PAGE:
Facts about Mount St. Helens

We found 21 facts about Mount St. Helens

America's deadliest volcano

Mount St. Helens is a stratovolcano located in North America. It is a part of the Pacific Ring of Fire, and the Cascade Volcanic Arc. It is associated with one of the largest eruptions that occurred in the 20th century.

Mount St. Helens
Mount St. Helens is an active stratovolcano in Skamania County, Washington.
A stratovolcano is a steep-sided volcano, which cone is made up of lava, ash, and debris. Their explosive eruptions cause avalanches and landslides.
It is a part of the Cascade Volcanic Arc.
It is a number of volcanoes in North America, extending for 1,100 kilometers from southwestern British Columbia up to Northern California.
It was named after a British diplomat, Alleyne FitzHerbert, 1st Baron St. Helens.
He was a friend of British captain George Vancouver, who explored the northwestern parts of the Pacific Coast of North America, and spotted Mount St. Helens on May 19th, 1792.
It is located 80 kilometers south of the highest volcano of the Cascade Arc, Mount Rainier.
It dates back to the Pleistocene 40,000 years ago.
It is relatively young for a volcano.
According to the U.S. Geological Survey, most of the volcano cone is relatively young and was formed over the last 2,200 years.
Mount St. Helen is the youngest and the most active volcano of the Cascade Arc.
On March 1st, 1980, a new seismographic system was installed by the University of Washington in order to monitor seismic activity in the Cascade Arc.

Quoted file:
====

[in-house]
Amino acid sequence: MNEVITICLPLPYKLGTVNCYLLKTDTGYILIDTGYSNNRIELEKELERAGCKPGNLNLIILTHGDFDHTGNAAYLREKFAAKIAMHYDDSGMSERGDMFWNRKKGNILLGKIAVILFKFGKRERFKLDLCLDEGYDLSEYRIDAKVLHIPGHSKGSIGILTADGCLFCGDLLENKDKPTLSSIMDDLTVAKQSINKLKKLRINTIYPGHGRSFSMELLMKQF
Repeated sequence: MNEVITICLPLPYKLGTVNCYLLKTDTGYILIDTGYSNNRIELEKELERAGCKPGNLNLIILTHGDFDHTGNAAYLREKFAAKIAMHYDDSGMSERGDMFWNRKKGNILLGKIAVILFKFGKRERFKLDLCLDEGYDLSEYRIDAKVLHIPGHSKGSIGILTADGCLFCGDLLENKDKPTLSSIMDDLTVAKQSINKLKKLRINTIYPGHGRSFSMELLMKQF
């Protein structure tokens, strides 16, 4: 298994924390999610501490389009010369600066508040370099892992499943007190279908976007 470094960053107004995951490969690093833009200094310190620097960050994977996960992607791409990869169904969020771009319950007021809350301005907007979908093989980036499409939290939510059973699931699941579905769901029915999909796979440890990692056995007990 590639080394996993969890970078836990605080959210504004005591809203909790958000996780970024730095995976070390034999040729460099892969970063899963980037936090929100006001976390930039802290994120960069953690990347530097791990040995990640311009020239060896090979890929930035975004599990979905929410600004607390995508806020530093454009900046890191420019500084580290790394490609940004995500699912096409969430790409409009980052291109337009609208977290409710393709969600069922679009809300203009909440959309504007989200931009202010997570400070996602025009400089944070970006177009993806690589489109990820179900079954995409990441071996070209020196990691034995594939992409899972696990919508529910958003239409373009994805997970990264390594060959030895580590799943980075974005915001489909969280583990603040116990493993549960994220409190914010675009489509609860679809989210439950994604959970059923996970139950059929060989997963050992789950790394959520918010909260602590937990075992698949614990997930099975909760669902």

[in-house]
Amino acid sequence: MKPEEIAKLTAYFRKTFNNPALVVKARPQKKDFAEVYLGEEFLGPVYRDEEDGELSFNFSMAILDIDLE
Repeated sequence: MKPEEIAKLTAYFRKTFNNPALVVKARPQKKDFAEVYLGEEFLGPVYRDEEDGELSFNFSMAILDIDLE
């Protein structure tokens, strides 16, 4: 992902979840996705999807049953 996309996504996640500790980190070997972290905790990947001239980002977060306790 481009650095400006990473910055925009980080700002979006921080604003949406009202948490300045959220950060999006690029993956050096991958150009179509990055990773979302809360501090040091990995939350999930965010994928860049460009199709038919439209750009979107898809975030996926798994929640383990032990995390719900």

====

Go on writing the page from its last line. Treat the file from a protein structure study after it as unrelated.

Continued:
The area of Mount St. Helens experienced an increase in earthquakes, and the first major, of a 4,2 magnitude, occurred on March 20th. It was the first indication of imminent volcanic activity.
Three days after the first major earthquake, another one occurred.
It was a 4.0-magnitude earthquake followed by a series of smaller earthquakes, which continued to intensify until March 23rd.
On March 27th, the volcano released a 1,829 high steam and blasted a crater 75 meters wide.
Until April 22nd, Mount St. Helens was erupting daily, with a frequency of one per hour to one per day.
The volcano resumed its activity on May 7th, and the rate of eruptions was gradually increasing until May 17th.
The deadliest and economically most destructive eruption occurred on May 18th, 1980.
It took the lives of 57 people and destroyed homes, bridges, roads, and railroads. The eruption lowered the mountain’s summit to 2,549 meters (from the previous 2,950 meters). The blast was triggered by a 5,1-magnitude earthquake followed by a debris avalanche. Within minutes, an area of 595 square kilometers was destroyed. The rising level of river waters caused flooding in the surrounding valleys.
The 1980 disaster was the first major eruption since 1800.
Several minor eruptions occurred throughout the 19th century, the last dated 1857.
This period is known as the Goat Rock Eruptive Period.
In the aftermath of an eruption, the ecosystem of the area surrounding Mount St. Helens changed drastically.
Only aquatic life thrived as a result, thanks to volcanic ashes falling into the water.
A previous major eruption, several times more powerful than the one from 1980, occurred some 3,600 years ago.
In 1982, the area surrounding the volcano was declared as a National Volcanic Monument.
It is administered by the National Forest Service.
Mount St. Helens was continuously active until 2008.
Currently, geologists claim the seismic activity around the volcano is within a normal range.
Geologists claim there are more eruptions to come.
Their magnitude may be more destructive than that of 1980.
It is a very popular hiking spot.
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